Moral philosophy is nothing else but the science of what is good, and evil, in the conversation, and society of mankind. Good, and evil, are names that signify our appetites, and aversions; which in different tempers, customs, and doctrines of men, are different. – Thomas Hobbes
Morality is not the doctrine of how we may make ourselves happy, but how we may make ourselves worthy of happiness. – Immanuel Kant
The purpose of a moral philosophy is not to look delightfully strange and counterintuitive or to provide employment to bioethicists. The purpose is to guide our choices toward life, health, beauty, happiness, fun, laughter, challenge, and learning. – Eliezer Yudkowsky
As a subject matter, ethics is probably one of the only areas of philosophy that means anything to the average person. In fact, it could even be argued that ethics doesn’t belong to philosophy but to religion, law, or even under the domain of evolutionary science and neuropsychology. But the truth of the matter is that ethics is fundamental to being human. The reason why all of these fields stake a claim in ethics isn’t because of any commonalities they share, but because ethics lends itself to being viewed through multiple lenses.
The history of ethics is very broad given how old humans are, but what we’re most interested in is a topic known as moral philosophy or the study of ethics through the lens of philosophy. What this entails is not just knowledge of what is “right” or “wrong” but a thorough analysis of the purpose, intent, and meaning behind moral rules and sentiments.
Perhaps one of the earliest and often discussed concepts in moral philosophy is Socrates’ notion of the “good life.” For Socrates, the good life refers not to a life of swimming pools filled with money or fancy suits and fast cars, but to the actual status of a person’s mentality and their way of carrying themselves. Most succinctly, it’s a personal code of conduct that allows an individual to live the best life possible while living in harmony with others. Although in Socrates’ time Athens had laws and even justifications for those laws, it’s clear that Socrates’ discussion of the good life is a unique type of moral analysis not reflected in the law or religion of his day. Similarly, in some respects, moral philosophy should be seen as distinct from the laws or beliefs of any particular society.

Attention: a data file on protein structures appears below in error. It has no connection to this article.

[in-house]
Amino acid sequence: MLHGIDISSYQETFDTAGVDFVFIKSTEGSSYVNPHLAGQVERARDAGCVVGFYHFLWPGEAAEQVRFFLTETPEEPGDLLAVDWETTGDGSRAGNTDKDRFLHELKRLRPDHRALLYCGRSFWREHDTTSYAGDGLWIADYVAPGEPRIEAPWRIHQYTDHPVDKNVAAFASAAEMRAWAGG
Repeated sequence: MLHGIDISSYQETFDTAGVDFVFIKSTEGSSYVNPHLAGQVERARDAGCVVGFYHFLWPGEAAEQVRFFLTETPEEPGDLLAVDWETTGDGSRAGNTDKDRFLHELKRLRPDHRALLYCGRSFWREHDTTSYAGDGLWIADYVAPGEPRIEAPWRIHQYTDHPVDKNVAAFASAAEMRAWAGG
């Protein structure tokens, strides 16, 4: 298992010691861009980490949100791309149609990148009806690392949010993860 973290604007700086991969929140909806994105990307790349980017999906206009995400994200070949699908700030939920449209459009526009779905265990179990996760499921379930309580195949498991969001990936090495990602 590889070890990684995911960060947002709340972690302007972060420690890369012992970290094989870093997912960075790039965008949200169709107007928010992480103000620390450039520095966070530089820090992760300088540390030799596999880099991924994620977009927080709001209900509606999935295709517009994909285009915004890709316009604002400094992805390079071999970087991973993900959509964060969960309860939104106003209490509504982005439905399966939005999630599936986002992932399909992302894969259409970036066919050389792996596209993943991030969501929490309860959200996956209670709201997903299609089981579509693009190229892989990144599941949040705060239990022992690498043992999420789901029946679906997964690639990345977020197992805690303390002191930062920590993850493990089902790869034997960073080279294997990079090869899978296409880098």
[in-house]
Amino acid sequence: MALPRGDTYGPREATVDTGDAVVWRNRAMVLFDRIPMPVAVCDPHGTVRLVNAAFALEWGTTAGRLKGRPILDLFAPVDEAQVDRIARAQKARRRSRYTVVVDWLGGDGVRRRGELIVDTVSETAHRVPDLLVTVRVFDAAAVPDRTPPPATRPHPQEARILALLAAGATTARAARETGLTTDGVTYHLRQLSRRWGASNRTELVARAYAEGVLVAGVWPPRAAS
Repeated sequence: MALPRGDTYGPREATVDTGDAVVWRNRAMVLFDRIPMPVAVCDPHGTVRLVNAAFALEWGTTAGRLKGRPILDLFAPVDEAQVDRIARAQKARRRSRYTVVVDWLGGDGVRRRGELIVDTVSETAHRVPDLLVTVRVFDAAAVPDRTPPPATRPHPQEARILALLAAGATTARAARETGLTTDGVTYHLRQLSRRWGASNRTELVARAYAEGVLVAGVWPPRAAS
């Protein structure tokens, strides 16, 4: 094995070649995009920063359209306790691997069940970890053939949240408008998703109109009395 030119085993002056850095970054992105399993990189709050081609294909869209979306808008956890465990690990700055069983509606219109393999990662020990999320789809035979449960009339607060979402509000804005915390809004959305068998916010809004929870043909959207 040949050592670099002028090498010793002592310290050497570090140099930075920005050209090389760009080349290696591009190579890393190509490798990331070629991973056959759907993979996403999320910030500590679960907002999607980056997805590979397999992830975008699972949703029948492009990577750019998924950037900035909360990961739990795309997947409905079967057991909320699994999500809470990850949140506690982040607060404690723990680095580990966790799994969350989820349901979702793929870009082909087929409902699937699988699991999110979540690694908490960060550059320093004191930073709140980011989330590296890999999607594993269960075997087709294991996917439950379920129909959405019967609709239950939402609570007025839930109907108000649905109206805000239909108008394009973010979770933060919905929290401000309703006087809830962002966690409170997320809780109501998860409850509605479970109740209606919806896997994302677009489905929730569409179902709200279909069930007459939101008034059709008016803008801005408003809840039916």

Today, moral philosophy or ethics has come to be divided into three broad areas:
Metaethics. Metaethics focuses on things that are “above ethics.” It’s concerned with defining our notions of right and wrong and understanding how they come to exist. Metaethical questions can often contain both epistemological and metaphysical elements, as they’re concerned with understanding how we identify or “know” ethical concepts and their potential ontology. Analysis of metaethical concerns does not necessarily provide direct answers to ethical questions, rather it provides an understanding behind the meaning and source of ethical values. Examples of metaethical questions would include questions like: “What is the nature of goodness?” or “What do we mean when we say the law is just?”
Normative ethics. Here’s where philosophers come down from the clouds and back to Earth. Normative ethics is concerned with norms, or prescribed behaviors that stem from a common understanding of morality. Normative ethics involves deducing basic moral principles (ie: “The Golden Rule”) and eking out the behaviors and actions that are permissible by that principle in any given circumstance.
Applied ethics. If normative ethics brings moral philosophers down to earth, then applied ethics shows them raw and unfiltered. As the name implies, applied ethics is moral philosophy applied to specific issues like human rights, abortion, or war. Applied ethics is where the topic of ethics begins to blur the lines between philosophy and more “practical” fields like advocacy, business, and science.
Outside of these three areas, there are others categories that are tangentially related to ethics:
Aesthetics. Aesthetics, defined narrowly, is the philosophy of art. But more broadly it’s concerned with the nature of beauty as part of the human experience. While this topic isn’t directly related to ethics, it’s connected in the sense that like ethics aesthetics is concerned with the nature of human values. While ethics is concerned with a broader range of values than ascetics, both areas nonetheless engage with a span of ideas, like justice and beauty that appear fundamental to the human experience.
Value theory. Value theory can be hard to define but, generally speaking, it’s concerned with the nature of value. That is, it is concerned with humans’ relationship to things that are deemed to have value. The logic of value theory extends into fields like sociology or economics, where analysis is done on individual and collective behaviors and then judged according to a methodological system.
Comparative/Descriptive ethics. This is a pretty straightforward aspect of ethics centered around describing and comparing different ethical systems across various cultures. Comparative ethics isn’t really philosophy, as it doesn’t require much philosophizing, it’s more related to something like anthropology or psychology. But descriptive ethics can still be useful for a philosopher interested in understanding commonalities among various approaches to ethics.